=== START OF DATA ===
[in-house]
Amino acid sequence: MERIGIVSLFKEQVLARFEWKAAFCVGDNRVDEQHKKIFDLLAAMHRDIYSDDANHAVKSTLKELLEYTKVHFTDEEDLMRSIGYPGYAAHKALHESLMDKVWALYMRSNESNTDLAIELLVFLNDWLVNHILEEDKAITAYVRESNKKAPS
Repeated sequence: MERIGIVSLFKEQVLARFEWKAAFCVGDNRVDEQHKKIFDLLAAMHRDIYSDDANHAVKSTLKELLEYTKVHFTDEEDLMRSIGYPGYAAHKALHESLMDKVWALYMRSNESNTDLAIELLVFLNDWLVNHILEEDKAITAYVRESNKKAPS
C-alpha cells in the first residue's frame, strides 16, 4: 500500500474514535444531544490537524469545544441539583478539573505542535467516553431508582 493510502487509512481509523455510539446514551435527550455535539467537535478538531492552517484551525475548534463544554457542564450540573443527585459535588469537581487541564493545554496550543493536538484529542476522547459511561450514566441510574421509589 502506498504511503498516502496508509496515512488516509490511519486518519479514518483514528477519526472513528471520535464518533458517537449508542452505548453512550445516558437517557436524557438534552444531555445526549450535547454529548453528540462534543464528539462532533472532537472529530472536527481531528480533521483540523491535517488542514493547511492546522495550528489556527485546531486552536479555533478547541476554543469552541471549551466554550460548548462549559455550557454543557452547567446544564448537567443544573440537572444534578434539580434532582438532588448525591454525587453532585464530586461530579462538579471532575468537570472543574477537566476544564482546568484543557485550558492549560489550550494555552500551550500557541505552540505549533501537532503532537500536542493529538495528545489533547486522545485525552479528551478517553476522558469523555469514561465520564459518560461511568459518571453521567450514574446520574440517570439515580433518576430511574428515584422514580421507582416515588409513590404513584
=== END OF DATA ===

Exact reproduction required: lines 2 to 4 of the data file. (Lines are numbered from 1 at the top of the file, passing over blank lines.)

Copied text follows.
Amino acid sequence: MERIGIVSLFKEQVLARFEWKAAFCVGDNRVDEQHKKIFDLLAAMHRDIYSDDANHAVKSTLKELLEYTKVHFTDEEDLMRSIGYPGYAAHKALHESLMDKVWALYMRSNESNTDLAIELLVFLNDWLVNHILEEDKAITAYVRESNKKAPS
Repeated sequence: MERIGIVSLFKEQVLARFEWKAAFCVGDNRVDEQHKKIFDLLAAMHRDIYSDDANHAVKSTLKELLEYTKVHFTDEEDLMRSIGYPGYAAHKALHESLMDKVWALYMRSNESNTDLAIELLVFLNDWLVNHILEEDKAITAYVRESNKKAPS
C-alpha cells in the first residue's frame, strides 16, 4: 500500500474514535444531544490537524469545544441539583478539573505542535467516553431508582 493510502487509512481509523455510539446514551435527550455535539467537535478538531492552517484551525475548534463544554457542564450540573443527585459535588469537581487541564493545554496550543493536538484529542476522547459511561450514566441510574421509589 502506498504511503498516502496508509496515512488516509490511519486518519479514518483514528477519526472513528471520535464518533458517537449508542452505548453512550445516558437517557436524557438534552444531555445526549450535547454529548453528540462534543464528539462532533472532537472529530472536527481531528480533521483540523491535517488542514493547511492546522495550528489556527485546531486552536479555533478547541476554543469552541471549551466554550460548548462549559455550557454543557452547567446544564448537567443544573440537572444534578434539580434532582438532588448525591454525587453532585464530586461530579462538579471532575468537570472543574477537566476544564482546568484543557485550558492549560489550550494555552500551550500557541505552540505549533501537532503532537500536542493529538495528545489533547486522545485525552479528551478517553476522558469523555469514561465520564459518560461511568459518571453521567450514574446520574440517570439515580433518576430511574428515584422514580421507582416515588409513590404513584